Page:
I became interested in Engineering through my Dad, who was a draughtsman for Dowty Mining. When I was young it was always ‘how does this work?’ and ‘why?’ Later on, I took part in a bridge design challenge at secondary school, using rolled up paper tubes to make the strongest structure possible. I later attended two design and build Smallpeice Trust engineering courses (railways and structures). Having thoroughly enjoyed both and having been inspired by people working in the industry (both male and female), I set my sights on studying engineering, and where better than at Cambridge?
Engineering at Cambridge
For the first two years the engineering course at Cambridge covers four areas; Mechanical, Structural, Electronic and Mathematical Methods. Although different from most universities, this is really helpful as you gain a level of understanding across all the major disciplines of Engineering. In third year, you choose which area you want to specialise in. This means you have time to explore different areas of engineering before you have to make a decision. A lot of people have a vague idea when they arrive, but completely change their minds in the by the end of second year! We also have to complete four weeks of industrial experience in the summer of first year, and another four in the summer of second year. This means you can get experience in different areas and see whether a particular field lives up to your expectations!
Engineering has quite a lot of contact time, split into two parts. Every week there are 11 lectures: two 50 minute lectures on Monday, Tuesday, Thursday and Friday, with a third lecture on Wednesday. There are also typically two or three 2-hour lab sessions each week, to put some aspects of the course into practice. Some of these labs are self-contained within the 2-hour session. Some you are required to write up in a lab report afterwards (don’t worry, they teach you how to write these in the first few weeks!) and some are part of longer projects, such as the Structural Design project where you design and build a truss structure, then test it until failure (!!).
Private study mostly comes in the form of examples papers – sheets of questions and maths problems relating to the course content being taught at the time. These are challenging, and it can take a little while to get used to the style of work, but you will soon realise that it's ok to ask questions and, if you’re really struggling, to miss a question out and ask your supervisor to explain it to you. Engineering supervisions last an hour each, in groups of two or three, a few times a week. The time is used to go through the examples papers, giving you the chance to go over things you didn’t really understand, either from the lecture notes or the examples papers themselves.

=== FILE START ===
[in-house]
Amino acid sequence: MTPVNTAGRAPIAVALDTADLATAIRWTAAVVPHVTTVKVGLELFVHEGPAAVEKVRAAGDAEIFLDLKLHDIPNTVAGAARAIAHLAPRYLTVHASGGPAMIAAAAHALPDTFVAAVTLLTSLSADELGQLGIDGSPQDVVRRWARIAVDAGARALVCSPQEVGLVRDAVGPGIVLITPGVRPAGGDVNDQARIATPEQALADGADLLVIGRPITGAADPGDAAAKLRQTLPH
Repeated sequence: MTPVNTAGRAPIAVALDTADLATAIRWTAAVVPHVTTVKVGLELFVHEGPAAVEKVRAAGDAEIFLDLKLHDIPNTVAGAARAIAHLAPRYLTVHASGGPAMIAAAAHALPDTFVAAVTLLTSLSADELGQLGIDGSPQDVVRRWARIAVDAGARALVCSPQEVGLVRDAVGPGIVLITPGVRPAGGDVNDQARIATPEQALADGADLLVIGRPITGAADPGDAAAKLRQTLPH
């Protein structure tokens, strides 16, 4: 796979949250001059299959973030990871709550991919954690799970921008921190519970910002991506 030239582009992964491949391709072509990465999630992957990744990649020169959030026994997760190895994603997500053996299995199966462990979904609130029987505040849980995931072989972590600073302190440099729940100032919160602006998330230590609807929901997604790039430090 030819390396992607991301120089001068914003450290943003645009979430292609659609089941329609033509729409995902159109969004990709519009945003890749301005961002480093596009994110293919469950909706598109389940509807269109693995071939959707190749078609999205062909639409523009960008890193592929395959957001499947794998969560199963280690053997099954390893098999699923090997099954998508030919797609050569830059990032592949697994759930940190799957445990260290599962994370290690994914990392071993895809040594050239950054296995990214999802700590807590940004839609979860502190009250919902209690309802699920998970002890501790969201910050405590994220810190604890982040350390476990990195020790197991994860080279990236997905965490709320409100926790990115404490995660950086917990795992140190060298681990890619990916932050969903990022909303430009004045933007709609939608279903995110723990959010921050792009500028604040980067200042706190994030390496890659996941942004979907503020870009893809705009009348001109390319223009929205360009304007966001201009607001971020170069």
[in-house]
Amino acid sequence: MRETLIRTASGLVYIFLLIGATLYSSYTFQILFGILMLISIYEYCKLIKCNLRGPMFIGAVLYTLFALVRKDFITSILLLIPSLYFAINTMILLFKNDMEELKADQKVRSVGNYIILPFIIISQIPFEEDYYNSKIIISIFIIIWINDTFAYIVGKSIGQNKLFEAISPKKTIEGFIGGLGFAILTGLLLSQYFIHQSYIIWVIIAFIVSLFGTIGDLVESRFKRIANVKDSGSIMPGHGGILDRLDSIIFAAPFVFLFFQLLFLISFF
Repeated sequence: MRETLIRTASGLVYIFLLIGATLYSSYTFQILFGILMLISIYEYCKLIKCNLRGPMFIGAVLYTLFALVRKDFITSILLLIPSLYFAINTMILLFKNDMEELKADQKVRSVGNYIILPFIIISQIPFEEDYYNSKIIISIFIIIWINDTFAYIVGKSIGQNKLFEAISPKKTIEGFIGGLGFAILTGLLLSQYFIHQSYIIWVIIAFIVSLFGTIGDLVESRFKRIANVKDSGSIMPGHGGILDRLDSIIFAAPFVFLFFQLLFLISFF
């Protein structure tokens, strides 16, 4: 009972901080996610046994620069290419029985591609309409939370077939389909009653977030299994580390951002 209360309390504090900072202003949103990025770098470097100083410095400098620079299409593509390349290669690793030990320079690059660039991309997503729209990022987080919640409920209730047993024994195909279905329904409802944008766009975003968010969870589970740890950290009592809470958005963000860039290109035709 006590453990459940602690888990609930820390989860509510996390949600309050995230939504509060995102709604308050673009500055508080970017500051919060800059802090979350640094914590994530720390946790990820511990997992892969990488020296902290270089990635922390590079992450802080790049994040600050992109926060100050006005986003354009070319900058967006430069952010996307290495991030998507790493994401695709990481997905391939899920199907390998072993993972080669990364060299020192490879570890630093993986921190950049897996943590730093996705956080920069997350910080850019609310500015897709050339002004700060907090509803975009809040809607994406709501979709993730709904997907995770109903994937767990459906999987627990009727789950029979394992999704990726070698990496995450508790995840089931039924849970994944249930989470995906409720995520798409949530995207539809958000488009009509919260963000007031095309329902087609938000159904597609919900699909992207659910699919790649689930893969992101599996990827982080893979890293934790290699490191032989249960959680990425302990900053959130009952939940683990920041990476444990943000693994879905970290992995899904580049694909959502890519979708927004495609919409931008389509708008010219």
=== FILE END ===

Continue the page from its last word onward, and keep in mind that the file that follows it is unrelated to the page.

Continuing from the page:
Anything but Studying
Engineering is hard work, but there is still plenty of time left in the week for extra-curricular activities, provided you manage your time well. I play in two orchestras, attend ballet classes (which I started in first year as a beginner), volunteer with Girlguiding and still have time for fairly regular film nights with my friends. Others play sports on the university teams and some row several times a week. There are a lot of hours in the day if you use them well! My main point of advice is to organise your time and to not leave your work until the last minute, it will lead to a much less stressful time!
Why I love Murray Edwards
When I started to think seriously about going to Cambridge, I was told not to immediately discount the modern or the female colleges. In fact, all female was quite appealing as I’m studying quite a male dominant subject. At Cambridge the male-female split in Engineering is approximately 70-30 which, although better than most universities in the UK, still isn’t great! I read through most of the blurbs in the prospectus and picked a couple to look at on open day. Murray Edwards was the first college I properly looked at on open day, I really liked it, so that was that!
During my time here so far, my love of the college has only increased. It may not be the prettiest or the grandest college, but there are so many things that set Murray Edwards apart from other colleges. For example, there aren’t many colleges where students are encouraged to walk on the grass and pick the flowers and home-grown vegetables. Some traditions hold throughout Cambridge though. Every week there is an optional formal dinner, to which you wear a gown (nothing is more fun than cycling to formal at another college whilst wearing your gown). We also have a ‘college family’ system. When you arrive as a first year, you are allocated a college mum who is a second year student also studying Engineering. Your college mum is a priceless resource as she’s already been through first year and can help you with subject or college queries, as you settle in in the first few weeks and throughout the year.
All the first years live in the same block, Pearl House, which is ensuite accommodation with a large kitchen for every 16 people, so you have the choice of whether to cook for yourself or to eat the cafeteria, which is known informally as Dome as, funnily enough, it’s in a dome! You’re also allocated a room near someone from the same subject where possible, which is really handy if you’re struggling with a particular question, or want someone to walk to supervisions with! An extra unique benefit of Murray Edwards is the Gateway Programme, which offers weekly sessions on study skills or careers talks to make the transition from school to university a little easier, and to help you get the most out of you time at university.